There is an old saying (from Churchill I think) along the lines of sorry for the long letter, I didn’t have time to write a short one. Often very true of Fix, it is increasingly true with Mary Meeker - this years opus comes in at 355 slides.
But as ever, she covers lots of fascinating topics in great depth. We have concentrated on the ad section so far and that chart is updated;
We are seeing an almost mature market with Radio, TV and Internet now just about equal in terms of time spent and money. Only Press and Mobile to go.
Meeker makes much of the Right ad at right time and right place, with some good examples. And all our work with brands and ad tech firms shows this sweet spot is now viable
This is a good summary of the key findings and you can see Meeker deliver the presentation too. Lots more good stuff in here and we will be going deep into China and India, in particular, to see what can be learned.
End of Times for Digital advertising
A new Forrester reports tells us it’s the end of the advertising as we know it. Claiming their report as a bombshell the author pulls together many of the issues with digital ads (terming them the current backlash) and predicts the end of interruptions. Their view is marketers will build branded relationships with consumers using new tools such as Bots, Agents, Alexa etc.
Now we have no intention of paying $499 to read the full report but we think this is an over dramatisation of what smart people in the business already know.
Ads are increasingly in the right place and at the right time and consequently evolving from interruptions to discovery. Many years ago a former colleague used to talk of Ads so good they are a Service and we are getting there.
We used the model of Branded Dialogue for the digital advertising we did at DLKW back in the day and now the ability to use 1st party data reduces the divide between advertising and CRM. One element of inspiration for this was Doc Searls and his Cluetrain Manifesto – especially the opening theses; Markets are Conversations.
New thinking from Searls on Customertech is just as influential; as people use their own tech to mediate their online experience, they can have a more balanced relationship with brands. We talk about the shift from brand Algorithms to My Algorithms and see this as crucial shift.
The tools, techniques and the possibilities are endless. Many brands waste their money on old school bad ads, so the competitive landscape is less of a challenge. It’s a great time to invest in advertising.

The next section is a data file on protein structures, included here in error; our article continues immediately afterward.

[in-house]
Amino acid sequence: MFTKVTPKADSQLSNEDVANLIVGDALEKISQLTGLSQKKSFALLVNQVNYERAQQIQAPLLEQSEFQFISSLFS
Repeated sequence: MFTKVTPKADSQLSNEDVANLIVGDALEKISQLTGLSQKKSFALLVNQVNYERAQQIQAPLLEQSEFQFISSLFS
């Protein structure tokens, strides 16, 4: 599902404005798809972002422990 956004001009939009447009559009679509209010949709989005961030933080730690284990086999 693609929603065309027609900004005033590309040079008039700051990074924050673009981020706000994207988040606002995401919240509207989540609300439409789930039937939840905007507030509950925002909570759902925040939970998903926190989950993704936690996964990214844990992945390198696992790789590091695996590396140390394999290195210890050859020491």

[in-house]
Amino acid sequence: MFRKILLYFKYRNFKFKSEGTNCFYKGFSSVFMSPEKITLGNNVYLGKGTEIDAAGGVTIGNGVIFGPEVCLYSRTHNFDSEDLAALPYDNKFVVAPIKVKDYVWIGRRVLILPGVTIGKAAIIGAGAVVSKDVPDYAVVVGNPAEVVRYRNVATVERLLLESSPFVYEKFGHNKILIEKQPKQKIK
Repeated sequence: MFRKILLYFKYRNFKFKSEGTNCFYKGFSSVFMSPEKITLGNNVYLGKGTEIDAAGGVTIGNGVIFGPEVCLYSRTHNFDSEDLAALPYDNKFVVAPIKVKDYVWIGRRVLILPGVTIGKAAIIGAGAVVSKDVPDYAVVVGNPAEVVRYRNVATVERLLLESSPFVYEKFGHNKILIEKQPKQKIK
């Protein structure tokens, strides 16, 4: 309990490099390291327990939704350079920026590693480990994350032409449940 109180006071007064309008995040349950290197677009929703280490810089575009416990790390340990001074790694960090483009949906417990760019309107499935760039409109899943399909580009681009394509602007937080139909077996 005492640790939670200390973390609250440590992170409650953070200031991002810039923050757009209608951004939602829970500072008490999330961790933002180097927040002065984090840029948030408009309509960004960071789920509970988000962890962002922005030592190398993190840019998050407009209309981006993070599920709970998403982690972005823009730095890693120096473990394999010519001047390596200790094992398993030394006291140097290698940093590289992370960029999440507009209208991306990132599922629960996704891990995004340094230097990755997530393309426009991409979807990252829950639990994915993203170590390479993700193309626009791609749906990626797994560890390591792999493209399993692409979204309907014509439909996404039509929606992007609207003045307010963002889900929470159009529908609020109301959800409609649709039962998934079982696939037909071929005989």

We mention Google Attribution last week and this is a good step forward. Within the announcement, the news that Google are partnering with credit card companies to track offline purchases is really interesting.
As it becomes easier to measure which ads work, so more money flows into these ads and away from ones that don’t work – or can’t be measured.
The plumbing of adtech that allows brands to use data in smart ways continues to evolve and the way brands use it is maturing too. P&G have announced a new model for their investments and this piece look at the details and likely impact.
As and when brands take more responsibility for their data, and the tech needed to exploit it, their relationship with Agencies inevitably changes.
This only works though for agencies that really get the new world – proven by news this week that Nokia have hired Essence ( with 11 Offices) to handle their global relationship with GAFA whist Mindshare (with 116) does the local stuff.
Accelerated Mobile Pages from Google has enjoyed good adoption from publishers and as we mentioned last week, the AMP principles are being used to speed ads up.
The Progressive Web App, another innovative platform from Google, is also getting more traction – as they focus on the Speed benefits of an app like experience, delivered with web technology. A good example of the benefits is this new service for booking Movie Tickets in India
One topic is increasingly mesmerizing CIOs is data regulation. GDPR is widely discussed but it seems still poorly understood. As this piece shows it doesn’t need to be as scary as it seems but there is lots to do.
In a smart piece of content marketing, a Law Firm that can help you with GDPR has shared their survey results, saying 17% of marketing agencies would go bust if subject to the maximum fine. This will focus some minds.
It looks like GAFA will be affected less than many of its smaller rivals in that most people are quite relaxed about the Brand Bargain they have with Google etc. Explain that Google knows your location and everything else, and we find people are quite relaxed – that’s how it works and what I get from Google make it worthwhile. Talk them through retargeting though and they find that quite spooky. So when GDPR kicks in, we expect some will suffer.
Online To Offline is a key theme in our Google keynote next week and we keep finding interesting new models. The Bulletin in New York offer shelf space to online brands and are doing well – a cross between WeWork and AppearHere.
With a natural limit on how much someone will pay for a meal delivery, the only advantage is how you exploit minimum wage staff. Amazon, or someone else who can mitigate the delivery costs with another business model, will win.
Our friends at Google Play are looking at how mobile apps are increasingly enabling social impact use cases around the world. You can nominate any promising social impact apps/games for consideration by Google Play via their form.
Notifications are a huge importunity for business to add value to their app users. But we spend a lot of time withdrawing permission for those apps who use them badly. This is a good look at the issues.
Finally… I am in Dublin next week for the Google Retail event –if you are there do come and say hello.
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